“You may not even be able to find Him. You’ll look everywhere, but He won’t be where you left Him. Don’t let that happen to you.”

And then it was quiet, as many of the “righteous” nodded their sanctimonious heads in agreement.

Those same fears were instilled deeply into me when I grew up believing in this kind of “relationship” with God. It took so long, with so many years of humbling, of learning about His unfailing love and mercy, of His abiding grace, to learn the truth about my Savior. Still, it is all I can do sometimes to sit back and listen while this kind of unbelief and fear is perpetuated in our children. In grown-up children too, sitting in the pews still, after all these years, searching for their pocketwatch.

I wonder what will happen when young Bobby is hooked on crack one day, and, sitting on the toilet, with a needle shaking in his hand, getting ready to put it in his vein, he cries out in desperation, “Oh, Jesus, please help me!” as he searches for his pocketwatch.

I wonder what will happen when Gayle sobs when she sees the little double line appear, confirming her worst fears that she’s pregnant. She puts her hand on her still-smooth, young belly, and wonders if, just fingerbreadths above the little baby growing in her uterus, if her pocketwatch is still there in her heart, when she accepted Him so long ago?

I wonder what will happen when Darren lays wide-eyed, in bed, staring at the ceiling and trying to reconcile whether or not a pocketwatch even exists, this idea competing with all the worldviews he’s learning in college. Who to trust in. What to believe. I wonder if he will even go looking for something that must be maintained every day to be real.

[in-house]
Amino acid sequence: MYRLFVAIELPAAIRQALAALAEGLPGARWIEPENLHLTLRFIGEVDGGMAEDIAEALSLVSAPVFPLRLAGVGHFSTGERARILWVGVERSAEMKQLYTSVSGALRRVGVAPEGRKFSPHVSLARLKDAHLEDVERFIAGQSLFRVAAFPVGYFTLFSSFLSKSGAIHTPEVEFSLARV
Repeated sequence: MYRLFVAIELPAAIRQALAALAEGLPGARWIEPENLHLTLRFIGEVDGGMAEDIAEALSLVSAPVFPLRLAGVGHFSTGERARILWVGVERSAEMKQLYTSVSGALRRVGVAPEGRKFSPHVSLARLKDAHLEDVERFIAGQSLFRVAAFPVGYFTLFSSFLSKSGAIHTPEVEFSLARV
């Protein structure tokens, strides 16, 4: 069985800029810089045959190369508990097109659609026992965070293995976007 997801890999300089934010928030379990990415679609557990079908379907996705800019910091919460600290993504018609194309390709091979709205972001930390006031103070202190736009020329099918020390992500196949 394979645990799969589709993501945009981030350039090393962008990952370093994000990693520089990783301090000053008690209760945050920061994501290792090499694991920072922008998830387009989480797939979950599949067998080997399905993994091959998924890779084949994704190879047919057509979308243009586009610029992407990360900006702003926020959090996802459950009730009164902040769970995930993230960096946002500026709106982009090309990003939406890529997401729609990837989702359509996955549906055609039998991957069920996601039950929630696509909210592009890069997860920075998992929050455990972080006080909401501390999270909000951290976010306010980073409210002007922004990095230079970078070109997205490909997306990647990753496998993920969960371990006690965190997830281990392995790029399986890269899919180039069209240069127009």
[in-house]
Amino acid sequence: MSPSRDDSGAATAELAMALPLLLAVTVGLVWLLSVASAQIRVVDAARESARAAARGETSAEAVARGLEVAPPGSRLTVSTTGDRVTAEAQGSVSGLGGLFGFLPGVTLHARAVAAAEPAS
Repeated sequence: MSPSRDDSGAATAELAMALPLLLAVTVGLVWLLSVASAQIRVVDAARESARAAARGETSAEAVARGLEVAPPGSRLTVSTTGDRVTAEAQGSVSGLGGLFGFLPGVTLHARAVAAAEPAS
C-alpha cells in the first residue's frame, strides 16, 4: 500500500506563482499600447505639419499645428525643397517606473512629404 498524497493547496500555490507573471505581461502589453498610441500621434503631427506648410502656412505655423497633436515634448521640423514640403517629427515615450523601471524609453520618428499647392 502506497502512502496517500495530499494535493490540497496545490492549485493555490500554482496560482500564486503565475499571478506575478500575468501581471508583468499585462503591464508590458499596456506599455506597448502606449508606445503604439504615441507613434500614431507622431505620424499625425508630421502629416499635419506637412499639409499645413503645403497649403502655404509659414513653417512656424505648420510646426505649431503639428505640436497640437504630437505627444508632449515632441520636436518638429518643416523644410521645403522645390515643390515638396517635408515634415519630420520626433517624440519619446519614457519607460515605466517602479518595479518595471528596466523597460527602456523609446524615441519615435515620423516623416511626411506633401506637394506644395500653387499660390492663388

The day will come all too soon when there will no longer be men in suits with broken pocketwatches, ladies in flowery dresses giving admonitions, and concerned members of the local church to turn to with their theology. The day will come when each of these children will need to listen for the voice of the Lord. The ticking of the watch. The hand of the King.

And I wonder how the King feels about being described in such terms, having given His life’s blood to pay the price so that they might hear Him in their darkest hour. I can only imagine. If someone ever told my sons or daughters that “Mommy loves you now, but if you forget to call her for awhile, or if you forget to do nice things for her, or if you get wrapped up in your life, and you don’t come to her birthday parties, forget it, kiddo. No more mom for you. She just won’t pick up that phone when you call if you really need her,” I would be filled with so much rage and hurt that I’m not sure I’d be able to respond in a godly way.

Because of this root of fear, I had at one time forgotten about important scriptures such as these, when it was my moment to seek. “If you seek me with all your heart, you will find me,” He says again, “If you seek me, you will find me.” “The gracious hand of our God is on everyone who looks to him,” “The LORD looks down from heaven on the sons of men to see if there are any who seek God.” “You, LORD, have never forsaken those who seek you.” “Blessed are they who … seek him with all their heart.” “You will seek me and find me when you seek me with all your heart.” “Seek and you will find.” “The Son of Man came to seek and to save what was lost.” “God did this so that men would seek him and perhaps reach out for him and find him, though he is not far from each one of us.” “He rewards those who earnestly seek him.”

Thankfully, when I cried out to Him, when I looked for my pocketwatch, I heard it ticking loud and clear. Full of life. Full of safety, assurance, love, reception, and reconciliation that would have been denied me, had I believed the “pocketwatch dogma.” I thank my Savior, who is Christ Jesus, who is able to save children even such as myself from the legalistic lies that are taught to them that might keep them in bondage. Whatever you might ascribe to my King, please do not forget that He is real and will demonstrate in the power of the Holy Spirit His reality, majesty, and Lordship over what is His. Be sure your theology and what you teach others is in agreement with that. It is an awful thing to be on the wrong side in the matter of reconciliation of Jesus and who the Father has given to Him to hold in His hand. This is His kingdom. The pocketwatch does not stop.